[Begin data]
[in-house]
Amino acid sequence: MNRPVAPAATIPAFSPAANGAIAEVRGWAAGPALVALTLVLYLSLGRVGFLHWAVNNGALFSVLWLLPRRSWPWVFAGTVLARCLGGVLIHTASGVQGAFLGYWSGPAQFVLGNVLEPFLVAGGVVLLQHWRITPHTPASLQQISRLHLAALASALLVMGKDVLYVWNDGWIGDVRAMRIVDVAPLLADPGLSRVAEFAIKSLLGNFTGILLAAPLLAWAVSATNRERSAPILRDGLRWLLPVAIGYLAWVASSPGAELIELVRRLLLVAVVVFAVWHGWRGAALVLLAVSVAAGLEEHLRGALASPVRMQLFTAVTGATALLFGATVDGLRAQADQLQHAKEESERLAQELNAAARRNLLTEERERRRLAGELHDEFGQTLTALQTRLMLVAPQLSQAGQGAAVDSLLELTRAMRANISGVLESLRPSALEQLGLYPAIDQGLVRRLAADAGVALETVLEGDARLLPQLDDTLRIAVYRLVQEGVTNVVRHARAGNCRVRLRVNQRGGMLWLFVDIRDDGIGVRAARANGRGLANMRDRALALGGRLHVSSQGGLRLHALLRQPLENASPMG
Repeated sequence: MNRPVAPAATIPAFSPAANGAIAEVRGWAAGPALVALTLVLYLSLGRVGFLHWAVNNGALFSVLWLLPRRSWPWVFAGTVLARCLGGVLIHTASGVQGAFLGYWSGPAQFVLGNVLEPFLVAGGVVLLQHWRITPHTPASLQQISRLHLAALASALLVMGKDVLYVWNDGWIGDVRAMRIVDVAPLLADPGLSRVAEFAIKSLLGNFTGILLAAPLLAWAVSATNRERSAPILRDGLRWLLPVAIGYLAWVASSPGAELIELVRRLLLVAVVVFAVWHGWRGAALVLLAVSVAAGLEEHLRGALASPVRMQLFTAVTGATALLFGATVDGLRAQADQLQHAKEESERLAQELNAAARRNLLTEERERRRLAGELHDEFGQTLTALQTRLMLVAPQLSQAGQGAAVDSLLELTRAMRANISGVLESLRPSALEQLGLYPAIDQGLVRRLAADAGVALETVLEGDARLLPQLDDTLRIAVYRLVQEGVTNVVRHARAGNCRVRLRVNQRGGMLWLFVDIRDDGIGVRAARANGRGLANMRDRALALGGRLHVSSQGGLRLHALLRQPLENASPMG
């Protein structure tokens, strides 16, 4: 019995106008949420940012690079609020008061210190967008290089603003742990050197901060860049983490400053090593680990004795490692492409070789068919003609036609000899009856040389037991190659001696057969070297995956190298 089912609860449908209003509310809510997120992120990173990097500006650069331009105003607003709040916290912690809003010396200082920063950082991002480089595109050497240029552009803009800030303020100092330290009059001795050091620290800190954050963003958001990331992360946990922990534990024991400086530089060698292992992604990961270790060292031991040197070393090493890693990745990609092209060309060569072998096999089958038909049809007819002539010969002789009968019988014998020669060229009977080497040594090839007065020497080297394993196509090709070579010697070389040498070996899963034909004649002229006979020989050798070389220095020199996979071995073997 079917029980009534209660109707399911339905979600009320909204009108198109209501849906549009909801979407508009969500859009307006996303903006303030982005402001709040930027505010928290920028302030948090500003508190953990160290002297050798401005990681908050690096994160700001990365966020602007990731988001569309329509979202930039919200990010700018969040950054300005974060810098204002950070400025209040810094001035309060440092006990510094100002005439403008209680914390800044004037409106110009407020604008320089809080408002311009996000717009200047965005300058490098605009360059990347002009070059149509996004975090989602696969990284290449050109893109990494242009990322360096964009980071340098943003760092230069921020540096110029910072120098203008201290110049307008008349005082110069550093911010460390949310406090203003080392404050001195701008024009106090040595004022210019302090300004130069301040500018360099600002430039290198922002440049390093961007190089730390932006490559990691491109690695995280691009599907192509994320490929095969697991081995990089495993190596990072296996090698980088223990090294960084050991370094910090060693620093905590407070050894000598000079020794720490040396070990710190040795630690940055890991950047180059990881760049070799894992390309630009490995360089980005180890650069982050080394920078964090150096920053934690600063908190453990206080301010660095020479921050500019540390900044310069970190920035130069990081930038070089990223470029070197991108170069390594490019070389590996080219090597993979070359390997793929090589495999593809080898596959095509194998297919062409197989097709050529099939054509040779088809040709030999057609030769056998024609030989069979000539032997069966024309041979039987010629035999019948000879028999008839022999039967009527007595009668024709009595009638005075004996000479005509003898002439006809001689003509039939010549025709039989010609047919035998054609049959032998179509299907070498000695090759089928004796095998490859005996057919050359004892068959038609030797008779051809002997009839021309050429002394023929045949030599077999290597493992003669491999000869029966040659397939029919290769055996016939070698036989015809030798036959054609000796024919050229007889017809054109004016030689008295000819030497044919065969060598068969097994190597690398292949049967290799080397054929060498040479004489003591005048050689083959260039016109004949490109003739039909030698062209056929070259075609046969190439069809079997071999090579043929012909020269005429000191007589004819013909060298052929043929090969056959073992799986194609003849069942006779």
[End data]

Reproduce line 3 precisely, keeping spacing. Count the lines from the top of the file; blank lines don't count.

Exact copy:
Repeated sequence: MNRPVAPAATIPAFSPAANGAIAEVRGWAAGPALVALTLVLYLSLGRVGFLHWAVNNGALFSVLWLLPRRSWPWVFAGTVLARCLGGVLIHTASGVQGAFLGYWSGPAQFVLGNVLEPFLVAGGVVLLQHWRITPHTPASLQQISRLHLAALASALLVMGKDVLYVWNDGWIGDVRAMRIVDVAPLLADPGLSRVAEFAIKSLLGNFTGILLAAPLLAWAVSATNRERSAPILRDGLRWLLPVAIGYLAWVASSPGAELIELVRRLLLVAVVVFAVWHGWRGAALVLLAVSVAAGLEEHLRGALASPVRMQLFTAVTGATALLFGATVDGLRAQADQLQHAKEESERLAQELNAAARRNLLTEERERRRLAGELHDEFGQTLTALQTRLMLVAPQLSQAGQGAAVDSLLELTRAMRANISGVLESLRPSALEQLGLYPAIDQGLVRRLAADAGVALETVLEGDARLLPQLDDTLRIAVYRLVQEGVTNVVRHARAGNCRVRLRVNQRGGMLWLFVDIRDDGIGVRAARANGRGLANMRDRALALGGRLHVSSQGGLRLHALLRQPLENASPMG